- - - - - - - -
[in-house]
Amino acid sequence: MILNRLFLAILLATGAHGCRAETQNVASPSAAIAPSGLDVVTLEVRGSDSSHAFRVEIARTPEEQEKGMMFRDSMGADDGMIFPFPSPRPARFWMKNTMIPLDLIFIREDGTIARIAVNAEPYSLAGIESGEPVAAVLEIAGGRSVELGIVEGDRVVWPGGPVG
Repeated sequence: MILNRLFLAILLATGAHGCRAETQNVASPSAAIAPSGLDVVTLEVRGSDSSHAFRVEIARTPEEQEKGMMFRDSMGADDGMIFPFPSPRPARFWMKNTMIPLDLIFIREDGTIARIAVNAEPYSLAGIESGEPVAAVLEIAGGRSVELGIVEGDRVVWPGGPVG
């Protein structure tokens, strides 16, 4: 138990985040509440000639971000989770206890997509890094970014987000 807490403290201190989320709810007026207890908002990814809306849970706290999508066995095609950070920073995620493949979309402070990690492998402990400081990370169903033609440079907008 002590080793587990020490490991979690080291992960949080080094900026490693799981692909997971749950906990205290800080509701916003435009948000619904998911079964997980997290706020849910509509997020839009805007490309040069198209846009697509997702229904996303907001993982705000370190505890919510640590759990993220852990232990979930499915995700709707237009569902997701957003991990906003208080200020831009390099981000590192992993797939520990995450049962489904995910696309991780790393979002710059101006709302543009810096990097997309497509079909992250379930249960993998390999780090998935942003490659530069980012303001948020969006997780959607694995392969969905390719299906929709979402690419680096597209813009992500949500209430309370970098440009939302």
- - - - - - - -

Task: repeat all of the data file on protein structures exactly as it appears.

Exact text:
[in-house]
Amino acid sequence: MILNRLFLAILLATGAHGCRAETQNVASPSAAIAPSGLDVVTLEVRGSDSSHAFRVEIARTPEEQEKGMMFRDSMGADDGMIFPFPSPRPARFWMKNTMIPLDLIFIREDGTIARIAVNAEPYSLAGIESGEPVAAVLEIAGGRSVELGIVEGDRVVWPGGPVG
Repeated sequence: MILNRLFLAILLATGAHGCRAETQNVASPSAAIAPSGLDVVTLEVRGSDSSHAFRVEIARTPEEQEKGMMFRDSMGADDGMIFPFPSPRPARFWMKNTMIPLDLIFIREDGTIARIAVNAEPYSLAGIESGEPVAAVLEIAGGRSVELGIVEGDRVVWPGGPVG
């Protein structure tokens, strides 16, 4: 138990985040509440000639971000989770206890997509890094970014987000 807490403290201190989320709810007026207890908002990814809306849970706290999508066995095609950070920073995620493949979309402070990690492998402990400081990370169903033609440079907008 002590080793587990020490490991979690080291992960949080080094900026490693799981692909997971749950906990205290800080509701916003435009948000619904998911079964997980997290706020849910509509997020839009805007490309040069198209846009697509997702229904996303907001993982705000370190505890919510640590759990993220852990232990979930499915995700709707237009569902997701957003991990906003208080200020831009390099981000590192992993797939520990995450049962489904995910696309991780790393979002710059101006709302543009810096990097997309497509079909992250379930249960993998390999780090998935942003490659530069980012303001948020969006997780959607694995392969969905390719299906929709979402690419680096597209813009992500949500209430309370970098440009939302």